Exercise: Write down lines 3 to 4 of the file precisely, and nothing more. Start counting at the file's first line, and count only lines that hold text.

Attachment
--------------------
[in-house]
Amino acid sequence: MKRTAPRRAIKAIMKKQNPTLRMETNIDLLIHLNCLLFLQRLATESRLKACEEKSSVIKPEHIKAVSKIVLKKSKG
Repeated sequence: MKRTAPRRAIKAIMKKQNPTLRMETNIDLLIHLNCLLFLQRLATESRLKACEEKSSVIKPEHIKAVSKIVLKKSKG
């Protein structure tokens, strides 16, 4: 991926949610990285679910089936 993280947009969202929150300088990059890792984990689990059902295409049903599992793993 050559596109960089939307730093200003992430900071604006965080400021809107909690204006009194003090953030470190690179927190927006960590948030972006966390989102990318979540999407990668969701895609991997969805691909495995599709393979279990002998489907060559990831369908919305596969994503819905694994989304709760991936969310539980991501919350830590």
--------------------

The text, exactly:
Repeated sequence: MKRTAPRRAIKAIMKKQNPTLRMETNIDLLIHLNCLLFLQRLATESRLKACEEKSSVIKPEHIKAVSKIVLKKSKG
């Protein structure tokens, strides 16, 4: 991926949610990285679910089936 993280947009969202929150300088990059890792984990689990059902295409049903599992793993 050559596109960089939307730093200003992430900071604006965080400021809107909690204006009194003090953030470190690179927190927006960590948030972006966390989102990318979540999407990668969701895609991997969805691909495995599709393979279990002998489907060559990831369908919305596969994503819905694994989304709760991936969310539980991501919350830590």